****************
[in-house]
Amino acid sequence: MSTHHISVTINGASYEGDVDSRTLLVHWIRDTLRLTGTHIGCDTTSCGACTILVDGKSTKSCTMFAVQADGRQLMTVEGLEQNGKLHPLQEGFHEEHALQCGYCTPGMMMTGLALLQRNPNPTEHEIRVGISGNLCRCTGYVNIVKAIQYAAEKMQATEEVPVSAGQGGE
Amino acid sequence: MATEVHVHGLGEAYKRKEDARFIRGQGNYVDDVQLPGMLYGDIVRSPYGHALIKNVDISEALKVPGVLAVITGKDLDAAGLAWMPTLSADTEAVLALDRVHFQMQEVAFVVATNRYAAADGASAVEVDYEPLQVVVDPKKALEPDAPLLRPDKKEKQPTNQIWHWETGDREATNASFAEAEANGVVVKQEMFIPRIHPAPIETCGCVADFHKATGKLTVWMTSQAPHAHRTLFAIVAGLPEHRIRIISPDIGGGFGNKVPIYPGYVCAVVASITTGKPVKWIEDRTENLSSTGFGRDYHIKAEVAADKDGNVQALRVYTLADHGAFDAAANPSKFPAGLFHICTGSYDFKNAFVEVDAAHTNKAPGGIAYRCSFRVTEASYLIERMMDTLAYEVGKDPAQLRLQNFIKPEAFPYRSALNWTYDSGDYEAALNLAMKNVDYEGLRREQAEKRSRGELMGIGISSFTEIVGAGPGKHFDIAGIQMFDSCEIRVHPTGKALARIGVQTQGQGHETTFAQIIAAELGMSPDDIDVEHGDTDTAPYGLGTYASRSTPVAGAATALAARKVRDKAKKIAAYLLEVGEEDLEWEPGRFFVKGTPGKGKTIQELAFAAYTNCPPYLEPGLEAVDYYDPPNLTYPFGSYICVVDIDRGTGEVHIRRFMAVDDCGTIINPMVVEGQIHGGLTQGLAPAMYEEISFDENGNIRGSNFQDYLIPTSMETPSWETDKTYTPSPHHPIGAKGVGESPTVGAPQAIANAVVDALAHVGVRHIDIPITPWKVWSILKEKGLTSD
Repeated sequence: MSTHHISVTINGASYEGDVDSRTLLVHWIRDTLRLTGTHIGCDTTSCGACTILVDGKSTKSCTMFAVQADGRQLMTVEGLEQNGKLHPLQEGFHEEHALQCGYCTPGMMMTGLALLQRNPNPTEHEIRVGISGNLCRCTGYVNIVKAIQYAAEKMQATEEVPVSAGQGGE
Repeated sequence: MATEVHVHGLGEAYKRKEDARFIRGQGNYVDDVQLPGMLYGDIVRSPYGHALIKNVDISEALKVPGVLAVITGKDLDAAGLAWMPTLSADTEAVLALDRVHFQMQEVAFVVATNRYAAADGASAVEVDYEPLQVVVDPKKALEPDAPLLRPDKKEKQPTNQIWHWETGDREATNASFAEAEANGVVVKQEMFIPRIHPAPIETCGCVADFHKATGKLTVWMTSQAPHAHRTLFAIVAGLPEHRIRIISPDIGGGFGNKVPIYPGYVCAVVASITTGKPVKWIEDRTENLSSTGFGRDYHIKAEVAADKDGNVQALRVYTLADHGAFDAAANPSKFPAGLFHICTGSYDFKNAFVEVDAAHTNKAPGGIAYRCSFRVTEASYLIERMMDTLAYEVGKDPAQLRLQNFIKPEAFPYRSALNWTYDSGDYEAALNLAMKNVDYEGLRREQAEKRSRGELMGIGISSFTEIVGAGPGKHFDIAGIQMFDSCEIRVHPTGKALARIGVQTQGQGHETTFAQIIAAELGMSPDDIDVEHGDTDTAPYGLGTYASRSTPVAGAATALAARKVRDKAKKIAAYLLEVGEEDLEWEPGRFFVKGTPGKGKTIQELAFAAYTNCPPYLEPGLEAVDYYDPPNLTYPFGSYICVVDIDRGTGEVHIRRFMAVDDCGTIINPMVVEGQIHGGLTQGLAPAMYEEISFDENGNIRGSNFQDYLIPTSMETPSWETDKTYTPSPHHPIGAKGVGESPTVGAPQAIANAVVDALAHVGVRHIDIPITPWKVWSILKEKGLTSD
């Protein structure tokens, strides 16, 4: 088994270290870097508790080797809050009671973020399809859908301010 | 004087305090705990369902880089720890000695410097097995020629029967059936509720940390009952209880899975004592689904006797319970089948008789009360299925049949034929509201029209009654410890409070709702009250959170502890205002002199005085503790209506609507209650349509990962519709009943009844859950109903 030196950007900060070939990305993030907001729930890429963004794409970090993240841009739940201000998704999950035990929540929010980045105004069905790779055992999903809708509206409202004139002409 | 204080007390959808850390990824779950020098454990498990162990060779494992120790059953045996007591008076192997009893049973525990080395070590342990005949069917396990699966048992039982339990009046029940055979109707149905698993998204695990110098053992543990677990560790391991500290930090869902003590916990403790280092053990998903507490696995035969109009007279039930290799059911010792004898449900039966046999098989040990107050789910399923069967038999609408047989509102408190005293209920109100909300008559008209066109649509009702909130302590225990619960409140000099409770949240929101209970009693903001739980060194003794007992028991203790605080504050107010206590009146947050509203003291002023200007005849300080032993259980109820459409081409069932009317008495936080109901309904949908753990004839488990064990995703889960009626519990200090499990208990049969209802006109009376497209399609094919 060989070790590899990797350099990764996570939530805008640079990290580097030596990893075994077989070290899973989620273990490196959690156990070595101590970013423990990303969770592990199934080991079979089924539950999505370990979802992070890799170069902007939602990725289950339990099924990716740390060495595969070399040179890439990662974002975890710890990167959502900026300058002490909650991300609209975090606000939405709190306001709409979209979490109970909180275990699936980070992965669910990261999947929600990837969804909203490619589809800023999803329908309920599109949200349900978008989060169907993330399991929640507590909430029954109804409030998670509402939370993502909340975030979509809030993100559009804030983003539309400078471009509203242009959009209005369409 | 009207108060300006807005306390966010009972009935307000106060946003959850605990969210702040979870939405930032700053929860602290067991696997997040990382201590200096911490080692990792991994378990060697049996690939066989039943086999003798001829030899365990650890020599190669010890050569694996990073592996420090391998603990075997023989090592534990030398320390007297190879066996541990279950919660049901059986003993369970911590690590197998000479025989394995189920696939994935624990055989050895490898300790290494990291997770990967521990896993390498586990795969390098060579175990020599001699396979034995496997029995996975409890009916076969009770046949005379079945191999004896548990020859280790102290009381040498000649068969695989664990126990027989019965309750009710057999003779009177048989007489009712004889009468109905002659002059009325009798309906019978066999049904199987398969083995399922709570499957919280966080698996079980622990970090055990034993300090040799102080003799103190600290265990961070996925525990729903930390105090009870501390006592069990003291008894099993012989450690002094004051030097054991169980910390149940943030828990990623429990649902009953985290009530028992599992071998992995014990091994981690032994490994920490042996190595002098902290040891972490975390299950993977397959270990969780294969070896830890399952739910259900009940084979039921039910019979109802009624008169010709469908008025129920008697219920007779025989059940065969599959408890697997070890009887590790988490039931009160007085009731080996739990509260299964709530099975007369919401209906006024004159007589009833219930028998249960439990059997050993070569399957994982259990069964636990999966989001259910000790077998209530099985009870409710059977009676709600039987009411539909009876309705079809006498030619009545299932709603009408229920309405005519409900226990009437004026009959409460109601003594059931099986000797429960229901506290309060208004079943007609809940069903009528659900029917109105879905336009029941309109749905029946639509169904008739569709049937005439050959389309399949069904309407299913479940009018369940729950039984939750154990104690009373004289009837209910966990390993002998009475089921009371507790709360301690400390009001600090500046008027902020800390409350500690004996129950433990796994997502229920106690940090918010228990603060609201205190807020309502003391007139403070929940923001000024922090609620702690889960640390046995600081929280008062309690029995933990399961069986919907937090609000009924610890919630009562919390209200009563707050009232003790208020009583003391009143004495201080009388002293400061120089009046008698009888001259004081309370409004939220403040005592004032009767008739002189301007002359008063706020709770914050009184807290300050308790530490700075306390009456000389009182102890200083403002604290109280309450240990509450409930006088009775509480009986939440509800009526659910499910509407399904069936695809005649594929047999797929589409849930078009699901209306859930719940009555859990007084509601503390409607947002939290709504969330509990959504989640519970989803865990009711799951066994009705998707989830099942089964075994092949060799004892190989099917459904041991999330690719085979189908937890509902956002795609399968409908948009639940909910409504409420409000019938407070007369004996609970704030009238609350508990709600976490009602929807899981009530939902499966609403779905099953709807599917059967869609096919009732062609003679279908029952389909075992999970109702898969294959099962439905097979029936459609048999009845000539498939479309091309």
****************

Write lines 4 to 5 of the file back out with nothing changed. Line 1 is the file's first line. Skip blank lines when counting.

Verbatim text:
Repeated sequence: MSTHHISVTINGASYEGDVDSRTLLVHWIRDTLRLTGTHIGCDTTSCGACTILVDGKSTKSCTMFAVQADGRQLMTVEGLEQNGKLHPLQEGFHEEHALQCGYCTPGMMMTGLALLQRNPNPTEHEIRVGISGNLCRCTGYVNIVKAIQYAAEKMQATEEVPVSAGQGGE
Repeated sequence: MATEVHVHGLGEAYKRKEDARFIRGQGNYVDDVQLPGMLYGDIVRSPYGHALIKNVDISEALKVPGVLAVITGKDLDAAGLAWMPTLSADTEAVLALDRVHFQMQEVAFVVATNRYAAADGASAVEVDYEPLQVVVDPKKALEPDAPLLRPDKKEKQPTNQIWHWETGDREATNASFAEAEANGVVVKQEMFIPRIHPAPIETCGCVADFHKATGKLTVWMTSQAPHAHRTLFAIVAGLPEHRIRIISPDIGGGFGNKVPIYPGYVCAVVASITTGKPVKWIEDRTENLSSTGFGRDYHIKAEVAADKDGNVQALRVYTLADHGAFDAAANPSKFPAGLFHICTGSYDFKNAFVEVDAAHTNKAPGGIAYRCSFRVTEASYLIERMMDTLAYEVGKDPAQLRLQNFIKPEAFPYRSALNWTYDSGDYEAALNLAMKNVDYEGLRREQAEKRSRGELMGIGISSFTEIVGAGPGKHFDIAGIQMFDSCEIRVHPTGKALARIGVQTQGQGHETTFAQIIAAELGMSPDDIDVEHGDTDTAPYGLGTYASRSTPVAGAATALAARKVRDKAKKIAAYLLEVGEEDLEWEPGRFFVKGTPGKGKTIQELAFAAYTNCPPYLEPGLEAVDYYDPPNLTYPFGSYICVVDIDRGTGEVHIRRFMAVDDCGTIINPMVVEGQIHGGLTQGLAPAMYEEISFDENGNIRGSNFQDYLIPTSMETPSWETDKTYTPSPHHPIGAKGVGESPTVGAPQAIANAVVDALAHVGVRHIDIPITPWKVWSILKEKGLTSD